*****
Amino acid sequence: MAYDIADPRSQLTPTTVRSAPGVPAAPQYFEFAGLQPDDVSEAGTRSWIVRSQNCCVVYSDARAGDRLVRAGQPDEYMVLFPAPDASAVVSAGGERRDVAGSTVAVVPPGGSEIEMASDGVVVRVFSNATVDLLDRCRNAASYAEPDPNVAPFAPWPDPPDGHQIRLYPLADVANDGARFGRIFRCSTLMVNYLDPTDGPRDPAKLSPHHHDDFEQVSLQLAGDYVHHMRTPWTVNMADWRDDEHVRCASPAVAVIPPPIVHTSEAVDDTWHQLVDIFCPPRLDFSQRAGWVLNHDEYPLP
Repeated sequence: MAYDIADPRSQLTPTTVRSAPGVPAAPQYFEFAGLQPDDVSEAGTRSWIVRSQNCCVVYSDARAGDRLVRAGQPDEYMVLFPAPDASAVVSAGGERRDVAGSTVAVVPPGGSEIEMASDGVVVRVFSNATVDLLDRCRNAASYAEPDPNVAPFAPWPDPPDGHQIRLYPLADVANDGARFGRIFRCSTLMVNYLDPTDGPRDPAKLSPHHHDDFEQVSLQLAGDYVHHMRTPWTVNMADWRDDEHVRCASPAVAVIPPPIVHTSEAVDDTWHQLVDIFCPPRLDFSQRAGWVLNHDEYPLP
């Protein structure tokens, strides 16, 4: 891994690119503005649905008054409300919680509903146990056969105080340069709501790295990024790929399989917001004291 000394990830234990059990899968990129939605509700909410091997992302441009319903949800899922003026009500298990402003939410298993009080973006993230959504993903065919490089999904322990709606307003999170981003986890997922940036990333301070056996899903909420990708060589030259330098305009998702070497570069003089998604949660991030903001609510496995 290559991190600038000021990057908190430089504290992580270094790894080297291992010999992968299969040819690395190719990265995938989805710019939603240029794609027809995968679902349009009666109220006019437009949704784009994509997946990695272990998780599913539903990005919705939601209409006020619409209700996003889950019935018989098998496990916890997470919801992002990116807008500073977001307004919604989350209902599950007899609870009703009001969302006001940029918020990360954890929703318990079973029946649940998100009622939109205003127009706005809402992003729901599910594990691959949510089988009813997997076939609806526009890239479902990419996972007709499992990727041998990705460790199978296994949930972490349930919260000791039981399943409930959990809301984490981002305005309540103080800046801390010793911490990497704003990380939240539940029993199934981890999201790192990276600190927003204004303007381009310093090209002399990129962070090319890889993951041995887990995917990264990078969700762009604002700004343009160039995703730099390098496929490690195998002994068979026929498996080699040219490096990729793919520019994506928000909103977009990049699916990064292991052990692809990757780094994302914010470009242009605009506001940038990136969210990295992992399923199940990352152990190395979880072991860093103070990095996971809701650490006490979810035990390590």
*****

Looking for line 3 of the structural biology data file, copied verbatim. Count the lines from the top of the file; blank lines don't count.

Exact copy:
């Protein structure tokens, strides 16, 4: 891994690119503005649905008054409300919680509903146990056969105080340069709501790295990024790929399989917001004291 000394990830234990059990899968990129939605509700909410091997992302441009319903949800899922003026009500298990402003939410298993009080973006993230959504993903065919490089999904322990709606307003999170981003986890997922940036990333301070056996899903909420990708060589030259330098305009998702070497570069003089998604949660991030903001609510496995 290559991190600038000021990057908190430089504290992580270094790894080297291992010999992968299969040819690395190719990265995938989805710019939603240029794609027809995968679902349009009666109220006019437009949704784009994509997946990695272990998780599913539903990005919705939601209409006020619409209700996003889950019935018989098998496990916890997470919801992002990116807008500073977001307004919604989350209902599950007899609870009703009001969302006001940029918020990360954890929703318990079973029946649940998100009622939109205003127009706005809402992003729901599910594990691959949510089988009813997997076939609806526009890239479902990419996972007709499992990727041998990705460790199978296994949930972490349930919260000791039981399943409930959990809301984490981002305005309540103080800046801390010793911490990497704003990380939240539940029993199934981890999201790192990276600190927003204004303007381009310093090209002399990129962070090319890889993951041995887990995917990264990078969700762009604002700004343009160039995703730099390098496929490690195998002994068979026929498996080699040219490096990729793919520019994506928000909103977009990049699916990064292991052990692809990757780094994302914010470009242009605009506001940038990136969210990295992992399923199940990352152990190395979880072991860093103070990095996971809701650490006490979810035990390590």